Project Pinwheel Design Diary: Entry XI

In thinking about perpetual motion, I wonder if the word should even exist.

Think about it. Something like perpetual motions suggests that energy can be created and should be (ideally) harnessed; efficiencies and the nuances involved are entirely separate but should not be ignored. Do I believe it's possible? Of course. Is there a need for it? Not really. Would it solve any problem? Doesn't seem like it. This is a case of, "doing something for the case of doing something."

Then, why, centuries ago, was such a word created and defined only to have no real purpose? If perpetual motion can never be achieved on Earth, why "waste" our collective times?

This is probably like asking why a hacker likes to hack, why someone likes to play games, play with cups and toothpicks or anything else. There is an interest in it because one can have an unalienable interest in it.

On the other hand, such a device would be spectacular because it would create usable energy on-demand. In a previous diary entry, I'm sure I wrote that I'd attempt it but do so using geomagnetism while supplemented by Sunlight. Er...I may be changing my mind.

It's not really because I make solar systems...it's because when I look at what I've done, it mimics the behavior. Perhaps it was done subconsciously since I've been aware of it for many years but it wasn't my intention. The reason I believe the answer is the Sun is because:

If perpetual energy could exist, it must exist with consideration of non-planetary visible and invisible, tangible and intangible energy. We are to believe that harnessable energy can exist in such a fashion but we are inclined to believe that a complex series of mechanical or otherwise criteria are required for this [output] to exist; alternatively, it must operate within the constraints and adverse behavior that these opposing energy patterns exist and work in tandem in some minimal and realistic fashion.


To that end, we characteristically defy elemental energy, notably Wind on Earth, to achieve such a goal, when in fact the reverse must be true for it to exist - but this doesn't mean it can't defy each on their own grounds; it is likely required. What's more, however the designer of such a system accomplishes that goal, they must remember one consistent factor; that, on Earth and among heavenly bodies [or our galaxy] that each more likely than not requires the existence of the Sun. The unknown behavior and energy patterns of the Star are likely to create direct causal effects of a perpetual energy system; if the Sun doesn't exist, neither does perpetual energy.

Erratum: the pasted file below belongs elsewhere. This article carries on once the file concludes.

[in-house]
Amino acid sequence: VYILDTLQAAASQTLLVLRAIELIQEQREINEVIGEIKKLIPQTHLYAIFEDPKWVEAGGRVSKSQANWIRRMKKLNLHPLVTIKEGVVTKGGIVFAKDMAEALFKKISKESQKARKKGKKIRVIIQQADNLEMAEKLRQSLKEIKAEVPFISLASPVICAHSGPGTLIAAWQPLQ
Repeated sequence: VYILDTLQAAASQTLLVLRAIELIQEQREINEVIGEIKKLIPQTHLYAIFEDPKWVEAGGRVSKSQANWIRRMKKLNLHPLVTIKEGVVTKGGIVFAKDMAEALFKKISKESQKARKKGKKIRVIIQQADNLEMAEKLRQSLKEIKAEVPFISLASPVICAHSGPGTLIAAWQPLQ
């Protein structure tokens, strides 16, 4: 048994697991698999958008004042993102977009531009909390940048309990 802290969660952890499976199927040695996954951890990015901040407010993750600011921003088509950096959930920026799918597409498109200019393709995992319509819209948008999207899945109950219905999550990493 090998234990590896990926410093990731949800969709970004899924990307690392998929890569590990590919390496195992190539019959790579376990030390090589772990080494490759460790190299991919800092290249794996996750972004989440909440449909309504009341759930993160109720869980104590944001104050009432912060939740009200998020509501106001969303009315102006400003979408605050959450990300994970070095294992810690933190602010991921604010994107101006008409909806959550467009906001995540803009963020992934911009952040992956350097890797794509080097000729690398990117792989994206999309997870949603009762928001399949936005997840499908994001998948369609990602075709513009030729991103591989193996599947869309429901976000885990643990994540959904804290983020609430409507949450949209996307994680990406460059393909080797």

There are, perhaps, reasons against perpetual energy and I discovered that firsthand while working with the 12 Volt Solar Kit and Project Pinwheel. So, what's the problem?

Electronics will most likely have a much shorter lifespan.

Well, I expected as much. It's experiencing it that's weird. Think about it; if our solar systems are able to constantly power electronics, they will cause them to generate a lot of heat energy. Such was exactly the case while charging mobile phones while talking one evening - they will be at full power while charging while you're talking. So of course, they began to get abnormally hot but had no effect on the solar systems they were tested on. This, however, would presume the user misuses or abuses their electronics to drastically shorten their lifespan. I'm not talking about appliances such as refrigerators designed to stay on all the time, only those things that weren't.

Though, it leaves me in a strange situation where if I want to continue designing such systems, they may be too powerful. It's quite the irony since no one uses solar because of the perceived lack of power.

It'll be interesting to see what happens. If you don't believe such an on-demand energy system can exist, it certainly can. It's more of a matter of, "do we want it to?"